Our San Jose Estate Planning Lawyer on Selecting Guardians
Our San Jose estate planning lawyer understands that choosing a guardian can be parents’ most difficult decision in drafting a will. Many parents delay because they have so much difficulty in selecting guardians from their relatives, friends, and associates, but there are solutions that can facilitate the difficulties.
If the difficulty is that the first choice for guardian is considerably older than the parents, who worry that the one chosen for the children may not survive their minority, the solution to this concern is to select someone provisionally for the time being and review the situation in a few years. In this solution, the focus is on child care over the next several years in the knowledge that the selection can change as the child and the guardian grow older.
Reaction of the Family
If the difficulty is that the family of either parent would resent the selection, one solution is to explain the reasons for it in writing. The primary purpose must be the welfare of the child, and the choice of guardian after the testators’ are gone should be whoever would serve that purpose best. In any event, legal challenges to testamentary provisions for guardianship are always unlikely and never successful unless challengers can prove compelling cause to set the selection of guardian aside. Again, an explanation of the reasoning for the choice can discourage unnecessary conflict, calm tensions, and settle any unlikely legal challenge.
Reaction of the Children
Some parents worry that their children would be unhappy with the choice. In this case, the solution is to discuss it with them, especially if they are already adolescents. Minor children of at least 12 years old may request in probate proceedings substitution of guardians for those proposed by their parents. Courts consider such requests together with other factors.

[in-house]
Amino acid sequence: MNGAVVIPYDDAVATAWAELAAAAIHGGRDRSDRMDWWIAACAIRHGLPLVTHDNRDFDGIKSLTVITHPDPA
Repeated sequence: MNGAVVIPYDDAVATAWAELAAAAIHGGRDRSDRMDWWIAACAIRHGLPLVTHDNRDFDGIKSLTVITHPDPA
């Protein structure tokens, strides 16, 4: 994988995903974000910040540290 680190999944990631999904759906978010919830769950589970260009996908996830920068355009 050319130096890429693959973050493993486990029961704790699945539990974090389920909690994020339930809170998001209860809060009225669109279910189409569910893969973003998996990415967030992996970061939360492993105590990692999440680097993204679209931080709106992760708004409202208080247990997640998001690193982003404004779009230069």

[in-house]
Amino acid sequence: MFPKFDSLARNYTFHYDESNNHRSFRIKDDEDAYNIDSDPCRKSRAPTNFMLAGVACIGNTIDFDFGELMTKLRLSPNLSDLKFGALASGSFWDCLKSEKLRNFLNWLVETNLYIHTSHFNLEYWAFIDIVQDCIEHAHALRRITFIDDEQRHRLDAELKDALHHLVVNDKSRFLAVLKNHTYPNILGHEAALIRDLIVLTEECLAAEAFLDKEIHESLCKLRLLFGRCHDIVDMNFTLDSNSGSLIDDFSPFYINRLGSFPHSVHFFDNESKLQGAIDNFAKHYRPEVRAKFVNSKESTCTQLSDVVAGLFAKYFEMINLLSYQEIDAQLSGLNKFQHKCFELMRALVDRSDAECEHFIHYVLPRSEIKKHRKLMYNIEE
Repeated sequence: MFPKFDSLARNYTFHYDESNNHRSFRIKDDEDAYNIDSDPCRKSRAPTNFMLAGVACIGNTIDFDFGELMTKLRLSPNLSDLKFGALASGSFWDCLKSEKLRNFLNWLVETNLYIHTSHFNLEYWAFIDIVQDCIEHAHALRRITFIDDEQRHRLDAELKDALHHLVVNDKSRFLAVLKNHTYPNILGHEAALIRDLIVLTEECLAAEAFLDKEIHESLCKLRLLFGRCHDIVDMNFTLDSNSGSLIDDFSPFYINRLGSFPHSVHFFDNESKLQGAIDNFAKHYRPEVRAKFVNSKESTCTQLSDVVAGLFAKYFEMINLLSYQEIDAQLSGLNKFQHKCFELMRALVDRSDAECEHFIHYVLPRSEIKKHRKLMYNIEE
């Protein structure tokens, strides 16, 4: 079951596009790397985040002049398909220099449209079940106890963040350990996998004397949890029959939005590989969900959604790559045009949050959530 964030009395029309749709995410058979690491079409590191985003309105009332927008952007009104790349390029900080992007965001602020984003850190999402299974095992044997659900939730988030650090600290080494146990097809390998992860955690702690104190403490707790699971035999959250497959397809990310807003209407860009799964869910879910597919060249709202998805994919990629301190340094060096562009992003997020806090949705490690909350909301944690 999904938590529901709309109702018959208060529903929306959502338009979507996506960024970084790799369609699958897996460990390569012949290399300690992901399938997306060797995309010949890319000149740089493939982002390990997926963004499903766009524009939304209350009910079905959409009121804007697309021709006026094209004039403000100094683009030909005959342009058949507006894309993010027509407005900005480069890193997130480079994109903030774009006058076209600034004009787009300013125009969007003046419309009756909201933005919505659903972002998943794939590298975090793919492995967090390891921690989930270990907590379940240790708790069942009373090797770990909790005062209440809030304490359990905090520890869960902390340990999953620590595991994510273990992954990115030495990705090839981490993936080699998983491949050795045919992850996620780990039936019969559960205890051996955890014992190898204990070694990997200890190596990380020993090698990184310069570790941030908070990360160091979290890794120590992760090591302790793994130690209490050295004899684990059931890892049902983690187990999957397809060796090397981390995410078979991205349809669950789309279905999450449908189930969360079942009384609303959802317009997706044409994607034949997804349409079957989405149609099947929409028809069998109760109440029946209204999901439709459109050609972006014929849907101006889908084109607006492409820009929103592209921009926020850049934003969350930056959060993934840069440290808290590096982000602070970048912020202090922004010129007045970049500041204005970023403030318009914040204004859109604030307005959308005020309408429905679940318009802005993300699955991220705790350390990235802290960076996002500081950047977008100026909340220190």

If the parents worry whether their first choice as guardian would be able to manage finances for their children competently, our San Jose estate planning lawyer says the solution may be to nominate someone else for that specific purpose. In that scenario, while the financial guardian manages money for the children, the general guardian sees to their care and happiness in all respects other than the unduly burdensome distraction of monetary duties.
If the parents dislike or distrust the spouse of their first choice, they can nominate the individual as guardian and explicitly not the couple. Then if, after the parents are gone, the couple separates or divorces, the children would be able to stay with their parents’ first choice as guardian and avoid complications from the separation.
If the first choice for guardian lives in a distant state, the solution may be to nominate two guardians, one temporary and one permanent. The law does not require guardians to live nearby, but far-away, nonresident guardians may have to post money bonds as assurances and guarantees that they can and shall discharge their guardianship duties faithfully. Moreover, they may need to request removal of the guardianship proceedings to their domiciliary states at additional legal fees and court costs. For these reasons, the San Jose estate planning lawyer advises parents who want someone distant as a guardian to nominate a temporary local guardian to look after the children until the permanent guardian is in position to do it.
Some parents with children from previous marriages wonder and worry about how a guardian could care for all of them fully and effectively. Their solution may be to provide separate guardians for each child or group of children. Mixed families, not uncommon in these times, can complicate guardianship provisions. Some parents provide a guardian for the children of each marriage. Others attempt to keep all their children together with a single guardian. But guardianship is no issue at all for a child with a surviving parent, a situation more likely than not when the parents do not live or travel together.
Unfit Former Spouses
If the parents feel strongly that a former spouse never should have custody of their children, they can provide for a guardian and state in their will reasons why the ex-spouse should not have custody. Divorced parents are often unhappy about the prospect after they’re gone of their surviving former spouses gaining custody of their children, the usual course of events unless the ex is obviously unfit. To prevent this eventuality, they can explain in the will or in another document why it should not happen. They should include evidence of unfitness as a custodial parent for the guardian to use in court proceedings.
Consult a San Jose Estate Planning Lawyer
Perhaps the best way to appoint guardians legally is by means of a will. With help from a San Jose estate planning lawyer, there is no problem in identifying an appropriate guardian and in making any appropriate arrangements for the care of a child. As guides to guardianship, wills can provide great detail about how children should be raised. Call the Freed Law Firm at 831-661-0300 to schedule a consultation with our San Jose estate planning lawyer and the proposed guardian to discuss such details.